Heroes Never Rust #49 by Sean Ironman
Is Gud Dog?
To me, the comics medium is my favorite medium for stories. I like movies. I like TV. Prose. Poetry. Music. I like stories, but I love comics. One of the reasons I love comics is that I feel artists can do more in a comic book than in other mediums. You have visuals and text, so the best of both worlds can exist. But there’s also really no money in comics. It costs an artist just as much to draw a planet being destroyed as it does to show a person drinking a cup of coffee. Ideas can get wilder without some suit coming in and saying it’s too expensive.
Over the next three weeks, I’m going to take a look at one of my favorite comics from the 2000s, We3 by Grant Morrison and Frank Quitely. We3 can’t exist in another medium—at least, it would have to change quite a bit. It’s about three animals (dog, cat, and rabbit) who are put in robotic suits by the military for research. The military is going to shut down the program, so the doctor who cares for the animals lets them loose. The military goes after them. When it was released a decade ago, it was described as Homeward Bound meets Terminator. It’s extremely violent, with very little dialogue. And there’s barely a plot. Basically, I described everything that happens, minus the ending, already. It’s mostly a showcase for Frank Quitely’s artwork.
But it works. The focus on art has been lacking from comics in the last decade or so. Comics goes back and forth, with a few years of writer-driven comics, and then a few years of art-driven comics. Hopefully, more focus on art comes around soon. I think when there’s a focus on art, a comic becomes less of a storyboard for a film. In a writing community, I hear people say the art doesn’t matter when it comes to comics. It’s story, they say, that’s important. Yes, story is important, but by taking a step back when it comes to word balloons and captions, a strong artist can tell the story in a new and innovative way.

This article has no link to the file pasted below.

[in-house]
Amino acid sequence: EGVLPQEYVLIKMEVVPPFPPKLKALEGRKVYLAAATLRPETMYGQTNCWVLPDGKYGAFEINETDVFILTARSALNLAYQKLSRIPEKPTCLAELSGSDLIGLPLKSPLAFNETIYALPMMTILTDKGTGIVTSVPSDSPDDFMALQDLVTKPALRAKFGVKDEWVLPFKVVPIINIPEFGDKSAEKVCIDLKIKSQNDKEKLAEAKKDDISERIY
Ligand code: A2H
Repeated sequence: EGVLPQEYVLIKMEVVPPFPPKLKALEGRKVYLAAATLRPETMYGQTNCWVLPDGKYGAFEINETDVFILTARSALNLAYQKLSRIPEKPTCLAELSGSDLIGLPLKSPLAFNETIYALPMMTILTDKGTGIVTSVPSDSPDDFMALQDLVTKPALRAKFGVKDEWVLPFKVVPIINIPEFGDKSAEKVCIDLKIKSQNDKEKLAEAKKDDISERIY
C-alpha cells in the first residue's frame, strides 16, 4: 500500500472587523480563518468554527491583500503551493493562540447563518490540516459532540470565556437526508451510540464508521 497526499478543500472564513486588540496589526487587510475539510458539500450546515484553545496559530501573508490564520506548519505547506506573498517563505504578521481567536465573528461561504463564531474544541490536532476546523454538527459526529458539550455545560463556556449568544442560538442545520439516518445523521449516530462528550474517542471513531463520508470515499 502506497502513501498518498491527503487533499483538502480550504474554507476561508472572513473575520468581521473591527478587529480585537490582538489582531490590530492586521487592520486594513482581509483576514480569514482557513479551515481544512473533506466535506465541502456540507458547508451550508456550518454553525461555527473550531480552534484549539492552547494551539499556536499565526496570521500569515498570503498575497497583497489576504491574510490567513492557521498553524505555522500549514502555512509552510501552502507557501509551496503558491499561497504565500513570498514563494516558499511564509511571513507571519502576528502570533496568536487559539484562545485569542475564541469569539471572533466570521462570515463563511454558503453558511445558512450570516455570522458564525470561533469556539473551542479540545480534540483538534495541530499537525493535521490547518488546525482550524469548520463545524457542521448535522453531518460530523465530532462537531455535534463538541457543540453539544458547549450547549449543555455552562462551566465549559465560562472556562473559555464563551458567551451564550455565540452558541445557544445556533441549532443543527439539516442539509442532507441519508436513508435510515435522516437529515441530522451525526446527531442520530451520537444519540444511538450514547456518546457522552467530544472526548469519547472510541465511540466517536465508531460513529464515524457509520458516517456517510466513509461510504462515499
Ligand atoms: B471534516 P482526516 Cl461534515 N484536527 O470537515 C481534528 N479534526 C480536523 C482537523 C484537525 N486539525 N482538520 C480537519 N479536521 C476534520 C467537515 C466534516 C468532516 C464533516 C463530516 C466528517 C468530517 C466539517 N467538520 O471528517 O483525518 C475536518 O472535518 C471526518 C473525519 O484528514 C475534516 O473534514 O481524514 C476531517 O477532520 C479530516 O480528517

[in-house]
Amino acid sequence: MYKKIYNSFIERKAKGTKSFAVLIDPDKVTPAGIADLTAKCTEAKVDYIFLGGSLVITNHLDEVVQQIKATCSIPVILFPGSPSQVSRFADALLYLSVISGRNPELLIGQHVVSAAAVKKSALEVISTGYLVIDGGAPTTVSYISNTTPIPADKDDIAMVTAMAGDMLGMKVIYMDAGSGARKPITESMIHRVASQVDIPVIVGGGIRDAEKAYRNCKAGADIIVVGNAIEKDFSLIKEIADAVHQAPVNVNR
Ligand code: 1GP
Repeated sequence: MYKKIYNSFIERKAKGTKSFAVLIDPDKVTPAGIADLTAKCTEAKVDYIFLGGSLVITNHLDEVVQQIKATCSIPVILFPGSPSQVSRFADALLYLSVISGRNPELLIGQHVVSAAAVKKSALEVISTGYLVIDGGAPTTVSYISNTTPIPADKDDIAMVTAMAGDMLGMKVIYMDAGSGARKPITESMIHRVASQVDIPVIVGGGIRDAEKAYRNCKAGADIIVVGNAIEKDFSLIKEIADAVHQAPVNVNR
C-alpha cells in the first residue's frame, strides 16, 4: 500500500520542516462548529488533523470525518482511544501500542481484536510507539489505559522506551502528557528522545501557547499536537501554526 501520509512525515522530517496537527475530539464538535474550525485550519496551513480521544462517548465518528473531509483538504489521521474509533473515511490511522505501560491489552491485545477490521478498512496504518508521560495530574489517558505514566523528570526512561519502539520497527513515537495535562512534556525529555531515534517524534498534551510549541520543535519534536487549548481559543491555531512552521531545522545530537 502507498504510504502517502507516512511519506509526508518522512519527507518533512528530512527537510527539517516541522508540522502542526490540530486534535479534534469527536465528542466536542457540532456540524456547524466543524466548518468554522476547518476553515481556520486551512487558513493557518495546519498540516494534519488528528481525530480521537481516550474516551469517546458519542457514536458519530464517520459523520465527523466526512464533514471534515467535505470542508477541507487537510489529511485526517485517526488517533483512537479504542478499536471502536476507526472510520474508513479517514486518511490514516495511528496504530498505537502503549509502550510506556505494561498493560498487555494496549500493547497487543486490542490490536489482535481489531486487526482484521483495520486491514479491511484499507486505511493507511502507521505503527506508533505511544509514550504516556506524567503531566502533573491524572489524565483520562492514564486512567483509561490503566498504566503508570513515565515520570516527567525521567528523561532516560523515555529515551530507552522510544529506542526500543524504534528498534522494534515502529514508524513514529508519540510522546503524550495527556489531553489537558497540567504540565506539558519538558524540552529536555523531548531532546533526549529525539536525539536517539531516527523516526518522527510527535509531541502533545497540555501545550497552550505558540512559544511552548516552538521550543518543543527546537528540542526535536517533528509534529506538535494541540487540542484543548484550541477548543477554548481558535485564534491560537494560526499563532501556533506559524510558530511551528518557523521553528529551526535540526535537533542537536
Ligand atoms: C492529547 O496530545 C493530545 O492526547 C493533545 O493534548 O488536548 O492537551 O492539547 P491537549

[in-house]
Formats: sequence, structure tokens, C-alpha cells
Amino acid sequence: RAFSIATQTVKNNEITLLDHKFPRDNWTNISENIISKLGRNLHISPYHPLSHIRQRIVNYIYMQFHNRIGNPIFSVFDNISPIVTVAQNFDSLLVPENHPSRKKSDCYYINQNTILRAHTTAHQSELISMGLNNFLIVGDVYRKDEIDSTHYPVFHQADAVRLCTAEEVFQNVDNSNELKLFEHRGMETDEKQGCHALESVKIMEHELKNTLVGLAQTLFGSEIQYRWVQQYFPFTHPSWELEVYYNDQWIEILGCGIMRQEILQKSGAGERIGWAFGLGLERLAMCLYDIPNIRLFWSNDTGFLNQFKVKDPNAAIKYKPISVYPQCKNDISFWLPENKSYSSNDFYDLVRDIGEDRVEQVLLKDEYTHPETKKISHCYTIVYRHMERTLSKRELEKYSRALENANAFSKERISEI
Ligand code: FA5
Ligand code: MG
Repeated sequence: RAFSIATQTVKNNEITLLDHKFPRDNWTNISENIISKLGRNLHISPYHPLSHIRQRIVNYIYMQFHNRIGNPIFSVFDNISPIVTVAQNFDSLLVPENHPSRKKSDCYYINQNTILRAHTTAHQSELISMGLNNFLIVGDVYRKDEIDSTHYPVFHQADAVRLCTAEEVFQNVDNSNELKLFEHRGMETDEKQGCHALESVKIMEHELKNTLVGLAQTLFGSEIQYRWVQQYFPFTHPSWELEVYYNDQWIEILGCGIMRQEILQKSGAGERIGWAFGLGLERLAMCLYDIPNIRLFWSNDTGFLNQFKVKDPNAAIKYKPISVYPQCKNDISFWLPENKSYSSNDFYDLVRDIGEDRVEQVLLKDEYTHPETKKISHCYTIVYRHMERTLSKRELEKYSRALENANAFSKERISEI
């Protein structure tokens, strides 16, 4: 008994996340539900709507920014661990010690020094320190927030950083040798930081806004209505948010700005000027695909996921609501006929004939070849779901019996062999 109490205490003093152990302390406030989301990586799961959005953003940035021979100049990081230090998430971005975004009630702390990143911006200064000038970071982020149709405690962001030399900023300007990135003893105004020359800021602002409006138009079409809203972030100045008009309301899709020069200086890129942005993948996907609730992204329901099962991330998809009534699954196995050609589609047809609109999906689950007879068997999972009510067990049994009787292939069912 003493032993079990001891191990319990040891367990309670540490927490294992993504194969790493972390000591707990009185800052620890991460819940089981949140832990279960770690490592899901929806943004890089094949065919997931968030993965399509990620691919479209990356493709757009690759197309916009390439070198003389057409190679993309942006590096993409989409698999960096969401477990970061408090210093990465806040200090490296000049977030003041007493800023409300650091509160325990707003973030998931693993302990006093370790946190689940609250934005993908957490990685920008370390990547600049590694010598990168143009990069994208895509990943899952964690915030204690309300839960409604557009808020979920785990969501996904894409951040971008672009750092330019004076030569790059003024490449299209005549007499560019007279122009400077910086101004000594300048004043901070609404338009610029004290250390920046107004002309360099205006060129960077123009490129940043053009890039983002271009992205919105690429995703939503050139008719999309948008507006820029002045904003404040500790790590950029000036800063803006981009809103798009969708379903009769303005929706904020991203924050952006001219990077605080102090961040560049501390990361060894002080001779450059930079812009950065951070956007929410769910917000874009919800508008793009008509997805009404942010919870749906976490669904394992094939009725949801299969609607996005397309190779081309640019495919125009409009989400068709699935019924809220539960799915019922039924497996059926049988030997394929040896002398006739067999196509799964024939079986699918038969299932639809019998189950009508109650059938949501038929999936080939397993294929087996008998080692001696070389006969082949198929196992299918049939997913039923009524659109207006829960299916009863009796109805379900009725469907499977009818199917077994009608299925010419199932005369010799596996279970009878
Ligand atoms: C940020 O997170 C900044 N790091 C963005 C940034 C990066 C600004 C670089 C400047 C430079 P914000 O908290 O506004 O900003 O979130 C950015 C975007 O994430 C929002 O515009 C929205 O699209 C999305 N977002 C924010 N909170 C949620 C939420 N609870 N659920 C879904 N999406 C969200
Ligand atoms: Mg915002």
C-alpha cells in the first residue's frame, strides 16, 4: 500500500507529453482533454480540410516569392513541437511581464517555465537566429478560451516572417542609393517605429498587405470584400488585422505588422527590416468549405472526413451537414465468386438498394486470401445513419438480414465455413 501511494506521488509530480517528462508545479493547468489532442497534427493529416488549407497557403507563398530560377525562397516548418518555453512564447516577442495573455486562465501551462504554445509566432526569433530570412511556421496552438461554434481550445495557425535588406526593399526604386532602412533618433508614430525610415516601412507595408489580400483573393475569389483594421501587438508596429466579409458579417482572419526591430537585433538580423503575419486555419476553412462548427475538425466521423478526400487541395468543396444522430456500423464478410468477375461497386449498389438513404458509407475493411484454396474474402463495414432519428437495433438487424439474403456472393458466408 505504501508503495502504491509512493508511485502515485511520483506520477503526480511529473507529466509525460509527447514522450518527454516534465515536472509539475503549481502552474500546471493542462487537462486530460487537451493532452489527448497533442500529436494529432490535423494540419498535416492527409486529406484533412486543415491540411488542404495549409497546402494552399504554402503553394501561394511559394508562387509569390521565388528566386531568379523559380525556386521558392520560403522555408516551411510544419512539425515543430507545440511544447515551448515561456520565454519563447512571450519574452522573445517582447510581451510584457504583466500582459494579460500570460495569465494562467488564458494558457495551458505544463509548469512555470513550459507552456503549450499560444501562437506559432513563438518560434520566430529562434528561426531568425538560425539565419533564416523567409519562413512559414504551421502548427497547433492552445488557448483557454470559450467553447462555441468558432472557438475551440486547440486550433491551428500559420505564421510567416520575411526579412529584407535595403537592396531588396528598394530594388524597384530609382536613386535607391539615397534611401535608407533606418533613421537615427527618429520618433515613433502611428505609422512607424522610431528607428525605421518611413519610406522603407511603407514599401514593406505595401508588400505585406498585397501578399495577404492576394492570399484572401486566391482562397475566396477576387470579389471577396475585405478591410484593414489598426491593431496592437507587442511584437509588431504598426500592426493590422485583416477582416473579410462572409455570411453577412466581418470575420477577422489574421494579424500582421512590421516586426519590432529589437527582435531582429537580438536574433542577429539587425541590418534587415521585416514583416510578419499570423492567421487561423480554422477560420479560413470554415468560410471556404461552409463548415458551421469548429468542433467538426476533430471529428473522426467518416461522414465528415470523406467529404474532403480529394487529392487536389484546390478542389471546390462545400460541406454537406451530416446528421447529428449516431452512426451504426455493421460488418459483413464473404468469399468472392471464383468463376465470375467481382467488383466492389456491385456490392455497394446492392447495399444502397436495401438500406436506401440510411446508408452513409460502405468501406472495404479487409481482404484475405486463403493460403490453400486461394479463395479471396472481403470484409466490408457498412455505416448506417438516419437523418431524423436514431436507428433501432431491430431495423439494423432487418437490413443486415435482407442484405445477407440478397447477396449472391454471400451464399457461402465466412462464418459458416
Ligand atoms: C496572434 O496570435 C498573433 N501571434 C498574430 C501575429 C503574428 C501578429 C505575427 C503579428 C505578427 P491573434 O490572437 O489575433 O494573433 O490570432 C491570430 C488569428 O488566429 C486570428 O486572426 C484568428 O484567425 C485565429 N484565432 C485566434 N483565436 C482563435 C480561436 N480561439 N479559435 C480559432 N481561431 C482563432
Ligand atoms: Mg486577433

When I say We3 is focused on the art, I don’t mean to say the comic has very detailed art that gives the reader something pretty to look at. It has that, but Quitely is also focused on how the comic presents such pictures, in the service of a story.
The opening sequence of We3 is amazing not just because how well Quitely draws a man running on a treadmill or the detail he puts on a close-up of a man’s eyes as he sweats. The sequence is amazing because of how Quitely paces the scene and how he builds tension until the three animals obliterate the man running on the treadmill. There’s no dialogue, although Morrison does get in some cheats with a couple of question marks and exclamation points in word balloons. There’s so much the scene doesn’t show. A group of armed men sit in a rundown living room. We see them look at glowing red eyes in the chimney. Then, we cut away to the man on the treadmill. We don’t even see the animals fire. We don’t really see the animals much, except in shadows and a glimpse of them entering and exiting a room. It’s creepy and plays like a cold opening on a TV show. The scene sets up how dangerous these animals are.